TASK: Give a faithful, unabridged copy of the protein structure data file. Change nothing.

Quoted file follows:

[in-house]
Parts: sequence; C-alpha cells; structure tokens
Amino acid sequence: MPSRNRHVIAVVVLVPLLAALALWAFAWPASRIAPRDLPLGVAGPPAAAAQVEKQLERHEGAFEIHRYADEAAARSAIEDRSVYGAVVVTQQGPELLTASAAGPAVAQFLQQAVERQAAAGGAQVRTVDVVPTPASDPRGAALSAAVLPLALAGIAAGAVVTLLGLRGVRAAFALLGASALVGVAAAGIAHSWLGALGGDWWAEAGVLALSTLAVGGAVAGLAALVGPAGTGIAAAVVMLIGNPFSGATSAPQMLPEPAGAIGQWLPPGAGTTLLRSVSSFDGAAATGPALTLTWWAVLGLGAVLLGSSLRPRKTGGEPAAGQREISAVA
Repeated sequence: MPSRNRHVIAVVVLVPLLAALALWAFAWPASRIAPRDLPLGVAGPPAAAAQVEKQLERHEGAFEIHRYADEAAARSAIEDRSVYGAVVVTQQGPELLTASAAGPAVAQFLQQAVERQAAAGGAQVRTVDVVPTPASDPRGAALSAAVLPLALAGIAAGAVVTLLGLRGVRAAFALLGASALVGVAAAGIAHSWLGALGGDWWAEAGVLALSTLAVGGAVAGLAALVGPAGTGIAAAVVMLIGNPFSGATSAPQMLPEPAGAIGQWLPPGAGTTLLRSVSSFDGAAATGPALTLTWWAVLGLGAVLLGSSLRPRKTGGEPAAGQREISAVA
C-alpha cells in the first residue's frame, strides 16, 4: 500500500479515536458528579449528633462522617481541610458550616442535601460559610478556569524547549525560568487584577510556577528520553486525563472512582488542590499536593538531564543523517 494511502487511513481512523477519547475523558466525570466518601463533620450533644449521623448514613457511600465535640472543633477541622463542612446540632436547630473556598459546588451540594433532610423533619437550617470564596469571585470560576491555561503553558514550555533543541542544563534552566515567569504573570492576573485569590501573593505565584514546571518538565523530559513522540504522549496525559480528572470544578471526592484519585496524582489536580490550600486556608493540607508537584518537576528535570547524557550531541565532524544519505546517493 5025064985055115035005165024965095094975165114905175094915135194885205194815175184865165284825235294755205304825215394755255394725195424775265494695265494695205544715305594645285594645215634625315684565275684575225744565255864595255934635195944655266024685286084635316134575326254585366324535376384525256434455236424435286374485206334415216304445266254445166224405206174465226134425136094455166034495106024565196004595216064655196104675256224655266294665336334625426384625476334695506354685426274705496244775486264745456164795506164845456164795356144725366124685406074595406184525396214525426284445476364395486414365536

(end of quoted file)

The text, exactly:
[in-house]
Parts: sequence; C-alpha cells; structure tokens
Amino acid sequence: MPSRNRHVIAVVVLVPLLAALALWAFAWPASRIAPRDLPLGVAGPPAAAAQVEKQLERHEGAFEIHRYADEAAARSAIEDRSVYGAVVVTQQGPELLTASAAGPAVAQFLQQAVERQAAAGGAQVRTVDVVPTPASDPRGAALSAAVLPLALAGIAAGAVVTLLGLRGVRAAFALLGASALVGVAAAGIAHSWLGALGGDWWAEAGVLALSTLAVGGAVAGLAALVGPAGTGIAAAVVMLIGNPFSGATSAPQMLPEPAGAIGQWLPPGAGTTLLRSVSSFDGAAATGPALTLTWWAVLGLGAVLLGSSLRPRKTGGEPAAGQREISAVA
Repeated sequence: MPSRNRHVIAVVVLVPLLAALALWAFAWPASRIAPRDLPLGVAGPPAAAAQVEKQLERHEGAFEIHRYADEAAARSAIEDRSVYGAVVVTQQGPELLTASAAGPAVAQFLQQAVERQAAAGGAQVRTVDVVPTPASDPRGAALSAAVLPLALAGIAAGAVVTLLGLRGVRAAFALLGASALVGVAAAGIAHSWLGALGGDWWAEAGVLALSTLAVGGAVAGLAALVGPAGTGIAAAVVMLIGNPFSGATSAPQMLPEPAGAIGQWLPPGAGTTLLRSVSSFDGAAATGPALTLTWWAVLGLGAVLLGSSLRPRKTGGEPAAGQREISAVA
C-alpha cells in the first residue's frame, strides 16, 4: 500500500479515536458528579449528633462522617481541610458550616442535601460559610478556569524547549525560568487584577510556577528520553486525563472512582488542590499536593538531564543523517 494511502487511513481512523477519547475523558466525570466518601463533620450533644449521623448514613457511600465535640472543633477541622463542612446540632436547630473556598459546588451540594433532610423533619437550617470564596469571585470560576491555561503553558514550555533543541542544563534552566515567569504573570492576573485569590501573593505565584514546571518538565523530559513522540504522549496525559480528572470544578471526592484519585496524582489536580490550600486556608493540607508537584518537576528535570547524557550531541565532524544519505546517493 5025064985055115035005165024965095094975165114905175094915135194885205194815175184865165284825235294755205304825215394755255394725195424775265494695265494695205544715305594645285594645215634625315684565275684575225744565255864595255934635195944655266024685286084635316134575326254585366324535376384525256434455236424435286374485206334415216304445266254445166224405206174465226134425136094455166034495106024565196004595216064655196104675256224655266294665336334625426384625476334695506354685426274705496244775486264745456164795506164845456164795356144725366124685406074595406184525396214525426284445476364395486414365536